Gov. Andrew Cuomo and the more dead babies, the better
By Dave Andrusko
My wife offered a particularly keen observation last night. Having safely re-elected pro-abortion President Barack Obama, the Washington Post now occasionally allows mild criticism of The One to appear on its op-ed page. In fact, the Post itself actually offered a couple of harsh words in its lead editorial Tuesday!
I was reminded of Lisa’s insight this morning when I read stories “explaining” the Republican response to New York’s pro-abortion extraordinaire Gov. Andrew Cuomo’s “Reproductive Health Act.” What’s the connection?
Let’s start with the comments of Post columnist Michael Gerson regarding Obama’s position on a current issue of immense controversy. (What the issue is makes no difference; Gerson is establishing a principle for understanding how Obama’s mind works.) Gerson captures the essence of Obama brilliantly in his opening two paragraphs.
“President Obama has grown testy about reporters who have a ‘default position’ that policy debates have two sides. ‘On almost every issue,’ he recently told the New Republic, ‘it’s, ‘Well, Democrats and Republicans can’t agree’ — as opposed to looking at why is it that they can’t agree. Who exactly is preventing us from agreeing?’
“His insight is undeniable. If Republicans didn’t have all those pesky convictions and objections, agreement in Washington would come as surely as a river flows to the sea. This is the best description yet of Obama’s second-term governing vision: the invincible assumption of his own rightness. To him, objectivity requires the recognition that reality has only one side, which the president fully occupies.”
My only quibble is the no doubt unintentional inference that this assurance of his own invincibility struck Obama like a bolt of lightning when he won a second term. In fact, as we have written numerous times in this space, this IS who Obama is: smug, suffused with a sense of his superiority, and utterly intolerant of any opinion that is not his own. He gets away with it because the mainstream press refuses to acknowledge his petulance.
And so it goes for Republican and pro-life opposition to Cuomo’s radical by any measure proposal. While we’ve written about the Reproductive Health Act three times before, it is worth revisiting because the way the legislation is being packaged illustrates the anti-life approach to everything touching on abortion.
First, whatever they do, it’s never broadening or extending abortion. And to point out how obviously untrue that is (to quote Cuomo spokesman Rich Azzopardi) “is not only baseless, but a distortion of the facts.” Nobody, but nobody, should be opposed to this “codification” (a favorite euphemism).
Second, it is often initially cloaked in vagueness. This allows pro-abortionists like Cuomo to lay the groundwork for passage—maybe even with the most nominal of “compromises.” His position, like Obama’s, is not out to sea but in the “mainstream.” Proof. Look how Republicans and pro-lifers “overreact.”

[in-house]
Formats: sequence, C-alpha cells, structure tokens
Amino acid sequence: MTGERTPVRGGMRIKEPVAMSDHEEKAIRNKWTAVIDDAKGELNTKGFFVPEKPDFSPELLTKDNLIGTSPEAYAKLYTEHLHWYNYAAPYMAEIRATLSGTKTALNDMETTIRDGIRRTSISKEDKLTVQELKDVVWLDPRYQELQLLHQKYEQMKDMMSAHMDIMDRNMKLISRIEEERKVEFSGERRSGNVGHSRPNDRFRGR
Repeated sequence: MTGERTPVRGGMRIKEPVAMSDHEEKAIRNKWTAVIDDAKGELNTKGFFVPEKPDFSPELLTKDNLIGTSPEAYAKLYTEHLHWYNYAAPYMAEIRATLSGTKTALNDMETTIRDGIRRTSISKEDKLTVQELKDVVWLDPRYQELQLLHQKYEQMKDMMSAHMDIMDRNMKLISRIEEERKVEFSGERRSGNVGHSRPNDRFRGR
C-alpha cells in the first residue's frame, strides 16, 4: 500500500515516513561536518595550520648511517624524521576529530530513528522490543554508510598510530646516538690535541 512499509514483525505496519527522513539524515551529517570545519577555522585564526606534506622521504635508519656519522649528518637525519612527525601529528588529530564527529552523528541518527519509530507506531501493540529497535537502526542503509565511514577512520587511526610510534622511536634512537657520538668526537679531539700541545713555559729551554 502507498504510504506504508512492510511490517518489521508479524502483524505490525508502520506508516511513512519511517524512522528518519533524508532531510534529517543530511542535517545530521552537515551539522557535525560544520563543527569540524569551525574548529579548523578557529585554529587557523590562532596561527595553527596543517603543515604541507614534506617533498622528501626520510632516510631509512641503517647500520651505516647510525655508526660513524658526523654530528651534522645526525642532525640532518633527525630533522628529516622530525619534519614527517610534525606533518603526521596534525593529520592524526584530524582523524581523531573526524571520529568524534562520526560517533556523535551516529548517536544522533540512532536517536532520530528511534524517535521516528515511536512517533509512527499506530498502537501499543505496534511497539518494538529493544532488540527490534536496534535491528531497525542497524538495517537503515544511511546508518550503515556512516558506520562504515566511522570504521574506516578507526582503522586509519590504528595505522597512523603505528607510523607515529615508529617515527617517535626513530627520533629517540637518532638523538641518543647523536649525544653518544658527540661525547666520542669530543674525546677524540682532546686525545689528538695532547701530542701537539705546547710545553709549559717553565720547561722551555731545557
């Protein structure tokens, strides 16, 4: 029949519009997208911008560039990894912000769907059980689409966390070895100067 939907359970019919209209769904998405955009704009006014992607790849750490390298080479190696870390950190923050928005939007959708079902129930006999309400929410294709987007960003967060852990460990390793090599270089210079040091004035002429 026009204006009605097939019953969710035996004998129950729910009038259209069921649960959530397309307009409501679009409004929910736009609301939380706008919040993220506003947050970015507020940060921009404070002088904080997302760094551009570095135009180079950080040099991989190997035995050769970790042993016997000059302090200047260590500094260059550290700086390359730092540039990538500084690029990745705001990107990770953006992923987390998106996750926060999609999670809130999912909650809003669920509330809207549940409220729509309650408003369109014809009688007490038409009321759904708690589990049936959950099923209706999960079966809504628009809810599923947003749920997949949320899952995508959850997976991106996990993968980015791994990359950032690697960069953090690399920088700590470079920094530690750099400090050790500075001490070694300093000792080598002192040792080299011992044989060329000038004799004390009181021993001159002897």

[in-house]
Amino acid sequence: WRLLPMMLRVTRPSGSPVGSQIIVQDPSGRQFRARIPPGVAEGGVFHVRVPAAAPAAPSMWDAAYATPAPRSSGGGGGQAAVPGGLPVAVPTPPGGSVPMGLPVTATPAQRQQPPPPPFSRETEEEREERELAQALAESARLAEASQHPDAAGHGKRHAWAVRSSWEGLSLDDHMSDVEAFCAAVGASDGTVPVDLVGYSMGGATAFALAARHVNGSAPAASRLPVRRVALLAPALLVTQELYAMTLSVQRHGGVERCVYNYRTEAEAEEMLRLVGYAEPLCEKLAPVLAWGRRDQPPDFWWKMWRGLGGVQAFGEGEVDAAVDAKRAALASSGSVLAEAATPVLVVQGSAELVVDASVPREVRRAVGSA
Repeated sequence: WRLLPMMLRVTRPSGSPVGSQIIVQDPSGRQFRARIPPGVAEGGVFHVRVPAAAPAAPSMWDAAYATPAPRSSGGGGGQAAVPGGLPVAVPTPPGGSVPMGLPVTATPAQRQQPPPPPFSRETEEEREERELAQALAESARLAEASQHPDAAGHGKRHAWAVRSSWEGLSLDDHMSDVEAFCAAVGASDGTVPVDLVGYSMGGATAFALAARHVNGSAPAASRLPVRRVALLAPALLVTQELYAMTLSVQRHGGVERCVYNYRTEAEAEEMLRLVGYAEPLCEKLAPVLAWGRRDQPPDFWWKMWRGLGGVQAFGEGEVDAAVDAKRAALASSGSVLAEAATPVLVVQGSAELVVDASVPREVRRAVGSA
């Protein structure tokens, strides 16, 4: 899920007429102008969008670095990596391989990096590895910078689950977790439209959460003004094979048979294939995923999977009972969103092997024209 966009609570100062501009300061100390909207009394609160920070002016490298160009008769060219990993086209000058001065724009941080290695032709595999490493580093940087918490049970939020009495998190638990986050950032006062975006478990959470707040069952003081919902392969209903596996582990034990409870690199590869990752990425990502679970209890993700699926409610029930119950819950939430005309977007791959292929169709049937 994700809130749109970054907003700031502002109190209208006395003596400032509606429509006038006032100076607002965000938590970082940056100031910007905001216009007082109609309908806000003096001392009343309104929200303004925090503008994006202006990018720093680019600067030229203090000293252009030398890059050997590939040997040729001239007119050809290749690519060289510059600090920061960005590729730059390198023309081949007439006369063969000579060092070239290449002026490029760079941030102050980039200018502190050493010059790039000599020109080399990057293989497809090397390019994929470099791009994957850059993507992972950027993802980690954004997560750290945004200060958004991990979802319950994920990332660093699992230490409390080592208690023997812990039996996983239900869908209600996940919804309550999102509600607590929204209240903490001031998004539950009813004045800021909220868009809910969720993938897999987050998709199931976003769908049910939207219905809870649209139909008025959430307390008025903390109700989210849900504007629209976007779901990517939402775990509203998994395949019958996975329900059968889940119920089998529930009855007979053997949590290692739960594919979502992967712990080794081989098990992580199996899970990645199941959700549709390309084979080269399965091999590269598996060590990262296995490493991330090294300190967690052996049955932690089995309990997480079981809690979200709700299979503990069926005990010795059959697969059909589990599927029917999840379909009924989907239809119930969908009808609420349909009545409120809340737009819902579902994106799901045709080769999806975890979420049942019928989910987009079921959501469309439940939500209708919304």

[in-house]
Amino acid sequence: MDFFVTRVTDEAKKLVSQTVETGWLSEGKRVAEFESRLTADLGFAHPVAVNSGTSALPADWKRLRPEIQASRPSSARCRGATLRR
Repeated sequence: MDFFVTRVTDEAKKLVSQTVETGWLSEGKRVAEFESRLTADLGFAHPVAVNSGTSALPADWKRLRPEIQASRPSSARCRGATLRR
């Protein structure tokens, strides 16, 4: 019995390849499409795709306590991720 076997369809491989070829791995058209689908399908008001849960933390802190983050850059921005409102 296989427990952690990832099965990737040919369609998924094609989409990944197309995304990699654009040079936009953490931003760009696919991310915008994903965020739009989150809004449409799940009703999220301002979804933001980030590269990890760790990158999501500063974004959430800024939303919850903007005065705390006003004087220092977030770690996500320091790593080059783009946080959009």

Third, subsume a huge expansion of abortion under a so-called “women’s agenda” that includes “equal pay for equal work” (but not equal rights for unborn children, female or male).
If you were the proverbial man from Mars, you’d think from Cuomo’s stemwinder of a State of the State speech a couple of weeks ago that “abortion rights” are in deep peril. This in a state where abortion’s roots have sunk so deep they are approaching the center of the earth. In a state whose largest city had 87,273 abortions in 2009, “meaning that 41 percent of all pregnancies that didn’t end in miscarriage were ended by abortions,” as New York Post columnist Seth Lipsky explained this week. “In some ZIP codes and among African-Americans, the abortion rate reaches a ghastly 60 percent.”
What does the Reproductive Health Act promise? According to New York State Right to Life it would, for starters,
*Remove criminal penalties even from unlawful abortions;
*Prevent an unborn child who is the intended victim of a crime from being recognized as a victim;
*Prevent any limitation on use of taxpayer funds to curtail New York’s Medicaid policy of paying for abortion-on-demand through all nine months of pregnancy;
*Deceitfully redefine pregnancy as beginning at implantation – not fertilization;
*Falsely redefine fetal (child) viability and
*Unleash new assaults on the consciences of those who oppose participating in abortion – health care professionals, hospitals, hospital residents, and health insurance providers.
“I don’t understand what the issue is,” State Sen. Dean Skelos told the Associated Press this week. “In New York state, you have Medicaid spending on abortion, there is no parental consent, there is no parental notification, you can pretty much have an abortion any time you want … I think it’s really a non-issue.”
It’s a “non-issue” if you are among the overwhelming majority of Americans who are not in favor of abortion on demand. It’s also a non-issue if you think it is outrageous to commander your tax dollars to pay for abortions in the 8th and 9th months, which DO take place.
But it is very MUCH an issue if you believe that there can never, ever be enough abortions; if you believe it is a occasion for unbridled joy whenever you can stick it to pro-lifers, however inhuman the action; if you believe in abortion on demand without apology; and if you believe the more dead babies, the better.
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